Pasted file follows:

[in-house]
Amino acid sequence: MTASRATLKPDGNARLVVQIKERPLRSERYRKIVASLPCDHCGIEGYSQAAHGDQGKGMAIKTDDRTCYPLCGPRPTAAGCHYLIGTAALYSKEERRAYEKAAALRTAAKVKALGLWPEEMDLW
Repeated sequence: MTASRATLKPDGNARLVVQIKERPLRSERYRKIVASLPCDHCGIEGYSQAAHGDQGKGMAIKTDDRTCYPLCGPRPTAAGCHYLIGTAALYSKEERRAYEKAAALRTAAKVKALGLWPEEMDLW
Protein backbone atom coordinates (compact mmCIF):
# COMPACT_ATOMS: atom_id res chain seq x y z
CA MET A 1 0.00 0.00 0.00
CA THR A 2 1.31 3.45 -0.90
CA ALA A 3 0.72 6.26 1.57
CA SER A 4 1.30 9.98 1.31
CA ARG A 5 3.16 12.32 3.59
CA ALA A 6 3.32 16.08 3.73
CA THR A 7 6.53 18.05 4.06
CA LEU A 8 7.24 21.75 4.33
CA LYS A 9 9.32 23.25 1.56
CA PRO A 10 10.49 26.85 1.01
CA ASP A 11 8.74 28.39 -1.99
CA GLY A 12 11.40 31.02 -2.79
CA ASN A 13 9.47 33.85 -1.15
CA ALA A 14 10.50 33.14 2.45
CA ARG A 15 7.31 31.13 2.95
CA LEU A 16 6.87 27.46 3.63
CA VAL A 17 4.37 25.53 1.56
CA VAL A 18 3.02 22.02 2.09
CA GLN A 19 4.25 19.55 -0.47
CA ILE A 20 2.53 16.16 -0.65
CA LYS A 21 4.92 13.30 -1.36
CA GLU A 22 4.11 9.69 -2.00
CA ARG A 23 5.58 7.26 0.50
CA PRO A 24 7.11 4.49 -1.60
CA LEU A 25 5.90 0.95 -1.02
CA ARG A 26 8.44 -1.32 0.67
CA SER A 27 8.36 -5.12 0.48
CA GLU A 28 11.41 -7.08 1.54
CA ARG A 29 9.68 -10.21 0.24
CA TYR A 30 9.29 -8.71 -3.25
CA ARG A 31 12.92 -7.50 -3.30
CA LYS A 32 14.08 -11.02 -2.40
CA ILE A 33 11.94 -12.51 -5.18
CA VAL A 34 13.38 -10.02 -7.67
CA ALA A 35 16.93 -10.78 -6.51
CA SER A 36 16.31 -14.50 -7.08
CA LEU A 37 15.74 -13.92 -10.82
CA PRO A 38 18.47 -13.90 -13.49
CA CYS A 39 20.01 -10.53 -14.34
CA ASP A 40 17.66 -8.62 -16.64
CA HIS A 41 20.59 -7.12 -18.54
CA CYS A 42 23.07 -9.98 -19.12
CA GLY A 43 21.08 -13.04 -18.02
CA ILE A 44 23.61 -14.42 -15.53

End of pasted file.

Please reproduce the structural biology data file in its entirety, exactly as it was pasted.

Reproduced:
[in-house]
Amino acid sequence: MTASRATLKPDGNARLVVQIKERPLRSERYRKIVASLPCDHCGIEGYSQAAHGDQGKGMAIKTDDRTCYPLCGPRPTAAGCHYLIGTAALYSKEERRAYEKAAALRTAAKVKALGLWPEEMDLW
Repeated sequence: MTASRATLKPDGNARLVVQIKERPLRSERYRKIVASLPCDHCGIEGYSQAAHGDQGKGMAIKTDDRTCYPLCGPRPTAAGCHYLIGTAALYSKEERRAYEKAAALRTAAKVKALGLWPEEMDLW
Protein backbone atom coordinates (compact mmCIF):
# COMPACT_ATOMS: atom_id res chain seq x y z
CA MET A 1 0.00 0.00 0.00
CA THR A 2 1.31 3.45 -0.90
CA ALA A 3 0.72 6.26 1.57
CA SER A 4 1.30 9.98 1.31
CA ARG A 5 3.16 12.32 3.59
CA ALA A 6 3.32 16.08 3.73
CA THR A 7 6.53 18.05 4.06
CA LEU A 8 7.24 21.75 4.33
CA LYS A 9 9.32 23.25 1.56
CA PRO A 10 10.49 26.85 1.01
CA ASP A 11 8.74 28.39 -1.99
CA GLY A 12 11.40 31.02 -2.79
CA ASN A 13 9.47 33.85 -1.15
CA ALA A 14 10.50 33.14 2.45
CA ARG A 15 7.31 31.13 2.95
CA LEU A 16 6.87 27.46 3.63
CA VAL A 17 4.37 25.53 1.56
CA VAL A 18 3.02 22.02 2.09
CA GLN A 19 4.25 19.55 -0.47
CA ILE A 20 2.53 16.16 -0.65
CA LYS A 21 4.92 13.30 -1.36
CA GLU A 22 4.11 9.69 -2.00
CA ARG A 23 5.58 7.26 0.50
CA PRO A 24 7.11 4.49 -1.60
CA LEU A 25 5.90 0.95 -1.02
CA ARG A 26 8.44 -1.32 0.67
CA SER A 27 8.36 -5.12 0.48
CA GLU A 28 11.41 -7.08 1.54
CA ARG A 29 9.68 -10.21 0.24
CA TYR A 30 9.29 -8.71 -3.25
CA ARG A 31 12.92 -7.50 -3.30
CA LYS A 32 14.08 -11.02 -2.40
CA ILE A 33 11.94 -12.51 -5.18
CA VAL A 34 13.38 -10.02 -7.67
CA ALA A 35 16.93 -10.78 -6.51
CA SER A 36 16.31 -14.50 -7.08
CA LEU A 37 15.74 -13.92 -10.82
CA PRO A 38 18.47 -13.90 -13.49
CA CYS A 39 20.01 -10.53 -14.34
CA ASP A 40 17.66 -8.62 -16.64
CA HIS A 41 20.59 -7.12 -18.54
CA CYS A 42 23.07 -9.98 -19.12
CA GLY A 43 21.08 -13.04 -18.02
CA ILE A 44 23.61 -14.42 -15.53